She describes the nature of discrimination against women and why we should all stand up to end this all-too-prevalent practice. She confronts us with the reality of violence against women, including sexual violence. She explains why child marriage disempowers and harms girls.
Ritu introduces the reader to small-scale farming and why the practice of prohibiting women from owning land—the very land they farm—discourages efficient and productive farming and must be overcome. This is happening in some countries, although much too slowly.
Teach a Woman to Fish is a tutorial on how to accomplish practical goals. Do you want to know about networking, organizing, and advocacy? Ritu explains how these work at the grassroots and the national level and why they are powerful tools for empowering the poor. She explains how village-level women’s networks function and what they can accomplish; how women’s groups organized at the national level to influence a government’s request to the Millennium Challenge Corporation (MCC) and even circumvented their own government to go directly to the U.S. Congress and the MCC; how Women Thrive mobilized to influenced the MCC to adopt a gender policy, and not just a notional one but a strong one, and then to hire a gender expert to make sure the policy was implemented; how Women Thrive worked the halls of Congress in pursuit of legislation on violence against women; and what you can do to influence your representative in Congress.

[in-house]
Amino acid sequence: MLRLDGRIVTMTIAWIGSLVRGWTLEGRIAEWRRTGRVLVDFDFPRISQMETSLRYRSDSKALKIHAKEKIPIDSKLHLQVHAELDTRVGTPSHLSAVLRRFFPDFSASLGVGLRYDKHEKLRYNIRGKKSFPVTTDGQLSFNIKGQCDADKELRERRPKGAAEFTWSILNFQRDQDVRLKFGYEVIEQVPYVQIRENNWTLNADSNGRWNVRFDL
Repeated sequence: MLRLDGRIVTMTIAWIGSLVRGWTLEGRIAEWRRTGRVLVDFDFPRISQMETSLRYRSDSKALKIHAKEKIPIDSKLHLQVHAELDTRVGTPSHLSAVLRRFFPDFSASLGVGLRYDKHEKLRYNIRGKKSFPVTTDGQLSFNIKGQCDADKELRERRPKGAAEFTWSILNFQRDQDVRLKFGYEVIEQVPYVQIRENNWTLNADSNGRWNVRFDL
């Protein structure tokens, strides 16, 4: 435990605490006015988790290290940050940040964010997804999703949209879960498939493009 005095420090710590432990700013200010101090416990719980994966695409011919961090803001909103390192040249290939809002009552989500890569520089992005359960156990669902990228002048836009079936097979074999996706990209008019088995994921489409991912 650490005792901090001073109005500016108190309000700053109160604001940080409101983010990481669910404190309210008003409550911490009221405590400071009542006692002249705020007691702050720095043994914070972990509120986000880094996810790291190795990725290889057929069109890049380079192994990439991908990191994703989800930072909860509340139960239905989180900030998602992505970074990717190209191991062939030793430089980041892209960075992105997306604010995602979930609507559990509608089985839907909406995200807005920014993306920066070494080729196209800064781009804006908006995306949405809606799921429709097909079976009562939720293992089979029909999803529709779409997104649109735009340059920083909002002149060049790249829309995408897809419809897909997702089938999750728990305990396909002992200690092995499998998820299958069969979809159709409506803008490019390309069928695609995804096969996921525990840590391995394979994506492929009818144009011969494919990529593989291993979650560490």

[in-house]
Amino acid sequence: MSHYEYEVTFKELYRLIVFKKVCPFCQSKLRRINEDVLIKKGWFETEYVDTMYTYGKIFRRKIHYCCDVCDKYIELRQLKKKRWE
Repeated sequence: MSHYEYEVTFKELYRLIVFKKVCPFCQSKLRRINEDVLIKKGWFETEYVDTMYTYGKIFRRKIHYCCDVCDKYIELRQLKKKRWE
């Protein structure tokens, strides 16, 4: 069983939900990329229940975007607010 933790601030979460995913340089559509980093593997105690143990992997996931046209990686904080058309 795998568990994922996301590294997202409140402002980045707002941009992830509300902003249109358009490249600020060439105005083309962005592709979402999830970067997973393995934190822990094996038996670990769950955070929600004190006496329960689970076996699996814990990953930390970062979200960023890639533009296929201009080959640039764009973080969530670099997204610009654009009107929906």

And then there is Fair Trade and the power of the purse—how we can influence corporate behavior simply by our purchasing decisions.
Role of Foreign Aid
Ritu explains why foreign assistance is important for U.S. interests in the world. She advocates using assistance to promote poverty reduction and the rights of people, and warns against cutting off assistance as the unintended consequences of that action may adversely affect the very people we seek to help.
The stories provide an insight into how the American aid agencies—USAID and the MCC—sometimes get it right in improving the lives of individuals and communities, but not always.
The book introduces you to village heroines: Irangani, Malini, Maria, Carmen. Ritu tells us about a few heroes named Kepali and Mahesh. And she even introduces some U.S. heroes and heroines: a corporate hero by the name of Ed and two Congressional heroines named Nita and Beth.
Who Should Read This Book
- Development policy experts who know the theory and policy of development but not the reality on the ground
- Field-grounded implementers who know what happens in villages but not how to communicate that to policymakers and translate that experience into policy
- College professors teaching an introductory course in development, international economics, international relations, and global women’s studies
- Regular people who want to understand how others live and how we can make a difference
What comes through in Ritu’s stories is her admiration for village women who are sustaining the lives and livelihoods of their families. She is humbled by their stamina and fortitude, their good sense and good humor, and their kindness and generosity. She relates how much she has learned from them.
Ritu, I thank you for this essay and sharing with us your experiences at the village level and your well-reasoned policy prescriptions.
Thank you for teaching us.